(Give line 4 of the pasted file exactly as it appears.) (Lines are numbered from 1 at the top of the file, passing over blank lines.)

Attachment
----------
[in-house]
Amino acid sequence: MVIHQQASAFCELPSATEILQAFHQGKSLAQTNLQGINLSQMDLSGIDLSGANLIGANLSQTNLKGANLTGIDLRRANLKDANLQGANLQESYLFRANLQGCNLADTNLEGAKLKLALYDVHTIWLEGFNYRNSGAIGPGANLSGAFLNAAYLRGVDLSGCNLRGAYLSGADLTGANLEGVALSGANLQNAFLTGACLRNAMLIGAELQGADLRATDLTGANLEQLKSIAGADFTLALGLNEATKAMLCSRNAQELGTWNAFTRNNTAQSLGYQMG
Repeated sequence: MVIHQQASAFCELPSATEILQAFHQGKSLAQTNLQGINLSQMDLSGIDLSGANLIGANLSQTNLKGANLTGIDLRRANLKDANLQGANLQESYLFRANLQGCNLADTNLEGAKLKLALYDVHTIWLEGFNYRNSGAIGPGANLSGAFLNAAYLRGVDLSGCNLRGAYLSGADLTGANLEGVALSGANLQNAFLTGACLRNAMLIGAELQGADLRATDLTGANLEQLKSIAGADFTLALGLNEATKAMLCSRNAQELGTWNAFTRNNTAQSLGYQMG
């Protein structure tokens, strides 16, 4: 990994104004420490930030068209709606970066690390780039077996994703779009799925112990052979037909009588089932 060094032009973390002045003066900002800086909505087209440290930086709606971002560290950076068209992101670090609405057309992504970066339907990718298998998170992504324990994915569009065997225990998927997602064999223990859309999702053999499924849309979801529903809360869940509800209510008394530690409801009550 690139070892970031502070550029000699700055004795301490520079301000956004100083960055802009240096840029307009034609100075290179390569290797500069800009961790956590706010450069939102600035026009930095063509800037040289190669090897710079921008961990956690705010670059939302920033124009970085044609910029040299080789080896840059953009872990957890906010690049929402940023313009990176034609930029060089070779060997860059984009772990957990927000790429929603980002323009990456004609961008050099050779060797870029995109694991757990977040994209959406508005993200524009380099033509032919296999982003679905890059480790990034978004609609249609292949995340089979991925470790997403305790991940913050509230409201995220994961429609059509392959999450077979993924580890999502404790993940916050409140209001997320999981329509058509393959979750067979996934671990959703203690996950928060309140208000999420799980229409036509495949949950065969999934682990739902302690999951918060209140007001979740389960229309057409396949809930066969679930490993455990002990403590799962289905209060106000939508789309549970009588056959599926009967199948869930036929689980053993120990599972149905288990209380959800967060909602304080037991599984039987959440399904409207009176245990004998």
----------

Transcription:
């Protein structure tokens, strides 16, 4: 990994104004420490930030068209709606970066690390780039077996994703779009799925112990052979037909009588089932 060094032009973390002045003066900002800086909505087209440290930086709606971002560290950076068209992101670090609405057309992504970066339907990718298998998170992504324990994915569009065997225990998927997602064999223990859309999702053999499924849309979801529903809360869940509800209510008394530690409801009550 690139070892970031502070550029000699700055004795301490520079301000956004100083960055802009240096840029307009034609100075290179390569290797500069800009961790956590706010450069939102600035026009930095063509800037040289190669090897710079921008961990956690705010670059939302920033124009970085044609910029040299080789080896840059953009872990957890906010690049929402940023313009990176034609930029060089070779060997860059984009772990957990927000790429929603980002323009990456004609961008050099050779060797870029995109694991757990977040994209959406508005993200524009380099033509032919296999982003679905890059480790990034978004609609249609292949995340089979991925470790997403305790991940913050509230409201995220994961429609059509392959999450077979993924580890999502404790993940916050409140209001997320999981329509058509393959979750067979996934671990959703203690996950928060309140208000999420799980229409036509495949949950065969999934682990739902302690999951918060209140007001979740389960229309057409396949809930066969679930490993455990002990403590799962289905209060106000939508789309549970009588056959599926009967199948869930036929689980053993120990599972149905288990209380959800967060909602304080037991599984039987959440399904409207009176245990004998």